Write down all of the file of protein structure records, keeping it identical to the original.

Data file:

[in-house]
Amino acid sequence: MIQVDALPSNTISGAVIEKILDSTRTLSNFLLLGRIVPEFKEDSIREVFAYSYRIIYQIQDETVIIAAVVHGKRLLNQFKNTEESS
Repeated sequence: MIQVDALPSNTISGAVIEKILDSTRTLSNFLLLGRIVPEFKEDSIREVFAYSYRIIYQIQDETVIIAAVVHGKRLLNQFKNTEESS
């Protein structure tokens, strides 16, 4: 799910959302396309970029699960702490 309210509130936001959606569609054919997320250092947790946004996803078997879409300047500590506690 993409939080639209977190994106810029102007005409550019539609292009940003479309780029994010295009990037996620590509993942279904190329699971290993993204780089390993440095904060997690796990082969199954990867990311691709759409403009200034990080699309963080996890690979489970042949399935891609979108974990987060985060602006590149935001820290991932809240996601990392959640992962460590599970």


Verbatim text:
[in-house]
Amino acid sequence: MIQVDALPSNTISGAVIEKILDSTRTLSNFLLLGRIVPEFKEDSIREVFAYSYRIIYQIQDETVIIAAVVHGKRLLNQFKNTEESS
Repeated sequence: MIQVDALPSNTISGAVIEKILDSTRTLSNFLLLGRIVPEFKEDSIREVFAYSYRIIYQIQDETVIIAAVVHGKRLLNQFKNTEESS
């Protein structure tokens, strides 16, 4: 799910959302396309970029699960702490 309210509130936001959606569609054919997320250092947790946004996803078997879409300047500590506690 993409939080639209977190994106810029102007005409550019539609292009940003479309780029994010295009990037996620590509993942279904190329699971290993993204780089390993440095904060997690796990082969199954990867990311691709759409403009200034990080699309963080996890690979489970042949399935891609979108974990987060985060602006590149935001820290991932809240996601990392959640992962460590599970």